== Notes ==
<references/>

The following is an example of properly sourcing an article, using inline citations.

The [[Nile Tilapia]] is a popular fish and has been extensively studied.<ref name="Broodstock">Broodstock Management and Egg and Larval Quality, Niall R. Bromage and Ronald J. Roberts. Blackwell Science, 1995</ref> There are nearly 80 species, but less than 10 are aquacultured.<ref name="Broodstock"/> They comprise of around 5% of all fish farmed.<ref name="Broodstock"/> The are sexually mature at six months at which time females begin producing eggs.<ref name="Broodstock"/> ==Notes== <references/>

In an article, the wiki-markup would look like this:

The Nile Tilapia is a popular fish and has been extensively studied.[1] There are nearly 80 species, but less than 10 are aquacultured.[1] The Tilapia comprise around 5% of all fish farmed.[1] The are sexually mature at six months at which time females begin producing eggs.[1]

Notes[edit]

  1. ^ a b c d Broodstock Management and Egg and Larval Quality, Niall R. Bromage and Ronald J. Roberts. Blackwell Science, 1995

Nomination process[edit]

Once your article is completed, nominate your article at Template talk:Did you know. A typical nomination looks like:

...that the Nile tilapia makes up nearly 5% of all commercially farmed fish? (self-nom) User 12:34, 1 January 2000 (UTC)

Recently, editors (without sysop powers) are now adding nominated entries to Template:Did you know/Next update where admins copy and paste to the next DYK entry.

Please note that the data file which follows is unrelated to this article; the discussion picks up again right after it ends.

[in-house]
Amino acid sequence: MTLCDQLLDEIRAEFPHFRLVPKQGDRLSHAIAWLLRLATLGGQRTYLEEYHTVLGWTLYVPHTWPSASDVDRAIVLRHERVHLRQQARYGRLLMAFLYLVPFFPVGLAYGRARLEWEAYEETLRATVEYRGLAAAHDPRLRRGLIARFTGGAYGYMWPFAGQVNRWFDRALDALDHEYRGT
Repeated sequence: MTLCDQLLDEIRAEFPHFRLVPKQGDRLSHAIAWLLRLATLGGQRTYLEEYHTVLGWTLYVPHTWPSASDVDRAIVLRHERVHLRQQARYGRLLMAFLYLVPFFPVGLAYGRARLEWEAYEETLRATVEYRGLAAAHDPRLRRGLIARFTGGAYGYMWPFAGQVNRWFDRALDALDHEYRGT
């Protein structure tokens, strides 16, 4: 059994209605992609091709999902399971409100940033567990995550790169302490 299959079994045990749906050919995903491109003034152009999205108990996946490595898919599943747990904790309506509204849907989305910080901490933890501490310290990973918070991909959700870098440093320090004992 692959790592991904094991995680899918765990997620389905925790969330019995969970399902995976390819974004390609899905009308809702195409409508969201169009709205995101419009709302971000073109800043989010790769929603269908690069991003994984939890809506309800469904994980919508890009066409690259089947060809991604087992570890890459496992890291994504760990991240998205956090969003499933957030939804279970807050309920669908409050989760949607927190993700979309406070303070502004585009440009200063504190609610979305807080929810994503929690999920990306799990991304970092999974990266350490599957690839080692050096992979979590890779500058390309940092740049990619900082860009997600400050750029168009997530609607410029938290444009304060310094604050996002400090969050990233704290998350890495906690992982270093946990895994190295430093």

Return often[edit]

Return to your nomination as often as you can. Sometimes returning comments makes the difference between the excitement of seeing your work on the main page and disapointment at your article failing to make the grade. You can return to see comments, and through teamwork, reach your goal. It isn't uncommon to see things such as:

...that the Nile tilapia makes up nearly 5% of all commercially farmed fish? (self-nom) User 12:34, 1 January 2000 (UTC)

You are contridicting the article. Do you mean all tilapia, or just the Nile? Random Admin 12:35, 1 January 2000 (UTC)

...that of the nine species of tilapia that make up 5% of all commercially farmed fish, the Nile tilapia is the most popular?

Does this work better? User 12:36, 1 January 2000 (UTC)
Yes, on the main page now. Cheers. Random Admin 12:37, 1 January 2000 (UTC)

Celebrate[edit]

Once you've got your article on the main page, relax. Show your friends, family, neighbors, strangers, ect. If the admin is nice enough/not too busy, you might get a even box, saying congrats.

Updated DYK query On 1 January, 2000, Did you know? was updated with a fact from some article, which you created. If you know of another interesting fact from a recently created article, then please suggest it on the "Did you know?" talk page.

You can keep track of the number you do with the DYK userbox. Just add: {{User Did You Know2|The number of DYK articles you've made}}

Symbol question.svg This user has been a major contributor to 100,000 articles featured in the Did you know... section on the Main Page.

Next: have at it. Make more DYK pages, or better yet, make your DYK article featured!